Airbnb has responded to complaints from some users that they've had trouble booking rooms on the popular online vacation-rental site because of their race. The evidence isn't just anecdotal, either; in December, Harvard University (PDF) researchers found that guests with African-American-sounding names had a difficult time renting rooms through the site.
Now Airbnb vows to weed out hosts who violate its antidiscrimination policies, but, as the New York Times points out, users are blocked from pressuring the company by bringing any litigation, thanks to a "class-action waiver" all Airbnb users have to agree to. To use the service, in other words, you have to promise not to sue or join any class-action litigation—measures that have proven effective in the past when it comes to forcing companies to change their discrimination policies.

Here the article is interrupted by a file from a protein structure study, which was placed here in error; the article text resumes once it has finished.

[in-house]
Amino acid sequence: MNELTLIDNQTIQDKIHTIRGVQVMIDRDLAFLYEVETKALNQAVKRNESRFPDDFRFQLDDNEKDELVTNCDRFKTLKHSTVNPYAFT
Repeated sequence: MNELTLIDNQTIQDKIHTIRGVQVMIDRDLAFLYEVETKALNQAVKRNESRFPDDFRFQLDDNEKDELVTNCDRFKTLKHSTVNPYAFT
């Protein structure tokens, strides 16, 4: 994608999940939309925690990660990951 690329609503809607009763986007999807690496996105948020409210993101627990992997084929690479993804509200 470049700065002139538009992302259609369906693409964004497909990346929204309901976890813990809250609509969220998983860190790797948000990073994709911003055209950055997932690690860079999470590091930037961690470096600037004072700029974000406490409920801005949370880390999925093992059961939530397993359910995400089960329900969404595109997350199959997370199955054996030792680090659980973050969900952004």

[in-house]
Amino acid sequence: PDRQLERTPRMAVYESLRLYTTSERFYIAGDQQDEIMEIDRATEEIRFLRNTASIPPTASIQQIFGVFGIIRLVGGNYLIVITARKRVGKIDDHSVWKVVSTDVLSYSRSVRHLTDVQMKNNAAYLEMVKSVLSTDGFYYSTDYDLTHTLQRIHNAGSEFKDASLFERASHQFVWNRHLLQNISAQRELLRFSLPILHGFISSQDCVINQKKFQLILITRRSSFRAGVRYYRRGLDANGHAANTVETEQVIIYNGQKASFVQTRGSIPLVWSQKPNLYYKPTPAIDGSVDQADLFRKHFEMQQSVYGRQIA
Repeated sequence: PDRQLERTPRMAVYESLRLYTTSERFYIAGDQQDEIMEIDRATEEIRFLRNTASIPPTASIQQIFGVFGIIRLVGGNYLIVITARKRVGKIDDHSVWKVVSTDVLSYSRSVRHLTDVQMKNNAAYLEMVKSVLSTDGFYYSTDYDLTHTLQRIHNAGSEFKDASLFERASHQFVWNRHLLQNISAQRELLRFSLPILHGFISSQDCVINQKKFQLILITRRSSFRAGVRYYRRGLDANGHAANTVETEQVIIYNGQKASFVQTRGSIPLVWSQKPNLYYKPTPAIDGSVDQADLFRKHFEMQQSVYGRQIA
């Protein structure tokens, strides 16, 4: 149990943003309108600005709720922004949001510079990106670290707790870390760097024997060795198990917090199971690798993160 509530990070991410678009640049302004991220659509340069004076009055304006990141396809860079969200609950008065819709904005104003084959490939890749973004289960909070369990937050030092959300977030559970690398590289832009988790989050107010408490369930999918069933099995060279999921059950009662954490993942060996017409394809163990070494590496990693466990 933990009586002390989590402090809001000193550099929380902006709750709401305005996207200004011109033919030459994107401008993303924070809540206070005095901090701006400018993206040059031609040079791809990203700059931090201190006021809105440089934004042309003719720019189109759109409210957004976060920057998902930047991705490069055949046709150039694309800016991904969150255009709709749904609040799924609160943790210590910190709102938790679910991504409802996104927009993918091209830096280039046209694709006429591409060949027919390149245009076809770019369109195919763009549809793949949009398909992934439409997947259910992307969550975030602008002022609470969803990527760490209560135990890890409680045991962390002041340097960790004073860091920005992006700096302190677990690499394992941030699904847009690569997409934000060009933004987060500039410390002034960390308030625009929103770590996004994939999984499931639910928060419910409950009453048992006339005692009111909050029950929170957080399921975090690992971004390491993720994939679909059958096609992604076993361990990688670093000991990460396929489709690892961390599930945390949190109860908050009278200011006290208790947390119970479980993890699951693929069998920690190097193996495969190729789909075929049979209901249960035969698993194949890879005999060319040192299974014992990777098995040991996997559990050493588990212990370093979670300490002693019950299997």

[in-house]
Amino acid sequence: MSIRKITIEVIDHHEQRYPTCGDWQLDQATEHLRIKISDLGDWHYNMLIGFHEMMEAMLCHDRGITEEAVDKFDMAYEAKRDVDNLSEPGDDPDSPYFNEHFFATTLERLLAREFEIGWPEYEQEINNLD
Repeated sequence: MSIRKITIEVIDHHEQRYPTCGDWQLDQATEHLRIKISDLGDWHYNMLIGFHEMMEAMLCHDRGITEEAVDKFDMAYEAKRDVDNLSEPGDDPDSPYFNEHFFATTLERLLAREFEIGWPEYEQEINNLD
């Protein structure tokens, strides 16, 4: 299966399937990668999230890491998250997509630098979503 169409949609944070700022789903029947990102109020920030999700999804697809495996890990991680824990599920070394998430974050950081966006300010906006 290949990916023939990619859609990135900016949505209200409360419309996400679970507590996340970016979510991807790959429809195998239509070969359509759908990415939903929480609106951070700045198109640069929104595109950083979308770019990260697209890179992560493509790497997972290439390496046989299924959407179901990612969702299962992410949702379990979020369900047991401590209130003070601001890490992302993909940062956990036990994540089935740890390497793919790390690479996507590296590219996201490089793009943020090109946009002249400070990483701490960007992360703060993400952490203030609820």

Instead, Airbnb is pursuing a kind of market-driven self-policing. As the company expands and presents itself as an alternative to hotels, it needs to persuade minorities that they're as protected against discrimination as they are at big hotel chains. And that might have to happen without a nudge from the courts.